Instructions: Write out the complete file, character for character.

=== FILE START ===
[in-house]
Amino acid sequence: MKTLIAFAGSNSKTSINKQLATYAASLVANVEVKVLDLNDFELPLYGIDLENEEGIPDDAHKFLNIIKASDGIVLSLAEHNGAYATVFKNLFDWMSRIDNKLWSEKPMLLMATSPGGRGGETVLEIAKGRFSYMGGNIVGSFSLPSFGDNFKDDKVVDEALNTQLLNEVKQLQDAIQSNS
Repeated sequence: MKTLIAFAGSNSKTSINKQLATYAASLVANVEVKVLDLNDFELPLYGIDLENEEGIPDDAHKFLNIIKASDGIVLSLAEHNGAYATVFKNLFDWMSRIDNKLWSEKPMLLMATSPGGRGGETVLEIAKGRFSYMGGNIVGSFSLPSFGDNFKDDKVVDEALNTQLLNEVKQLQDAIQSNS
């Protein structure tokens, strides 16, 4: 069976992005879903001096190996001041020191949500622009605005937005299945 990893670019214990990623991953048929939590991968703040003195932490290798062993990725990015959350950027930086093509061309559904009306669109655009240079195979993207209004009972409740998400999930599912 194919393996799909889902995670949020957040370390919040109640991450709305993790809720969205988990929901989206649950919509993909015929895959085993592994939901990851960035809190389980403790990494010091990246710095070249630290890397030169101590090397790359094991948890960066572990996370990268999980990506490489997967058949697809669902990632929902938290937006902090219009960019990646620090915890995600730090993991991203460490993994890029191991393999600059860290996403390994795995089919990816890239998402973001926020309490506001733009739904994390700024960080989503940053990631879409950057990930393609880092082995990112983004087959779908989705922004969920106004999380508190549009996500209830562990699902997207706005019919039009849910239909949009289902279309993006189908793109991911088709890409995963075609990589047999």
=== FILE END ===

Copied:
[in-house]
Amino acid sequence: MKTLIAFAGSNSKTSINKQLATYAASLVANVEVKVLDLNDFELPLYGIDLENEEGIPDDAHKFLNIIKASDGIVLSLAEHNGAYATVFKNLFDWMSRIDNKLWSEKPMLLMATSPGGRGGETVLEIAKGRFSYMGGNIVGSFSLPSFGDNFKDDKVVDEALNTQLLNEVKQLQDAIQSNS
Repeated sequence: MKTLIAFAGSNSKTSINKQLATYAASLVANVEVKVLDLNDFELPLYGIDLENEEGIPDDAHKFLNIIKASDGIVLSLAEHNGAYATVFKNLFDWMSRIDNKLWSEKPMLLMATSPGGRGGETVLEIAKGRFSYMGGNIVGSFSLPSFGDNFKDDKVVDEALNTQLLNEVKQLQDAIQSNS
């Protein structure tokens, strides 16, 4: 069976992005879903001096190996001041020191949500622009605005937005299945 990893670019214990990623991953048929939590991968703040003195932490290798062993990725990015959350950027930086093509061309559904009306669109655009240079195979993207209004009972409740998400999930599912 194919393996799909889902995670949020957040370390919040109640991450709305993790809720969205988990929901989206649950919509993909015929895959085993592994939901990851960035809190389980403790990494010091990246710095070249630290890397030169101590090397790359094991948890960066572990996370990268999980990506490489997967058949697809669902990632929902938290937006902090219009960019990646620090915890995600730090993991991203460490993994890029191991393999600059860290996403390994795995089919990816890239998402973001926020309490506001733009739904994390700024960080989503940053990631879409950057990930393609880092082995990112983004087959779908989705922004969920106004999380508190549009996500209830562990699902997207706005019919039009849910239909949009289902279309993006189908793109991911088709890409995963075609990589047999």